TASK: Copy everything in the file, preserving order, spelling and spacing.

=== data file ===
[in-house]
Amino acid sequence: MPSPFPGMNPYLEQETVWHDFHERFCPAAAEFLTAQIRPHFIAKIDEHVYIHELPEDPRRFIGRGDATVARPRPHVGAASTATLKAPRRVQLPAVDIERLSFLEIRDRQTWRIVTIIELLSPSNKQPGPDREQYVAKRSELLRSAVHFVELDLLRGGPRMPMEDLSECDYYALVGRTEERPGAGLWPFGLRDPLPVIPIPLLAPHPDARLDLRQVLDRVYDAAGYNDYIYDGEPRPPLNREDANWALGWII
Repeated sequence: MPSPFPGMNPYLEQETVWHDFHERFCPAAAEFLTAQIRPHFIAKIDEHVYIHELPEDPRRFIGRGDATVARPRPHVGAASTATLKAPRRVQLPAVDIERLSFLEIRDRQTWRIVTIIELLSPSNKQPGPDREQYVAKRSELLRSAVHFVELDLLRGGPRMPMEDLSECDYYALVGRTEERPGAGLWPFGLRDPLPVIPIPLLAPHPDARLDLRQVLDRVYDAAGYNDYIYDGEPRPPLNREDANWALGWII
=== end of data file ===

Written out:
[in-house]
Amino acid sequence: MPSPFPGMNPYLEQETVWHDFHERFCPAAAEFLTAQIRPHFIAKIDEHVYIHELPEDPRRFIGRGDATVARPRPHVGAASTATLKAPRRVQLPAVDIERLSFLEIRDRQTWRIVTIIELLSPSNKQPGPDREQYVAKRSELLRSAVHFVELDLLRGGPRMPMEDLSECDYYALVGRTEERPGAGLWPFGLRDPLPVIPIPLLAPHPDARLDLRQVLDRVYDAAGYNDYIYDGEPRPPLNREDANWALGWII
Repeated sequence: MPSPFPGMNPYLEQETVWHDFHERFCPAAAEFLTAQIRPHFIAKIDEHVYIHELPEDPRRFIGRGDATVARPRPHVGAASTATLKAPRRVQLPAVDIERLSFLEIRDRQTWRIVTIIELLSPSNKQPGPDREQYVAKRSELLRSAVHFVELDLLRGGPRMPMEDLSECDYYALVGRTEERPGAGLWPFGLRDPLPVIPIPLLAPHPDARLDLRQVLDRVYDAAGYNDYIYDGEPRPPLNREDANWALGWII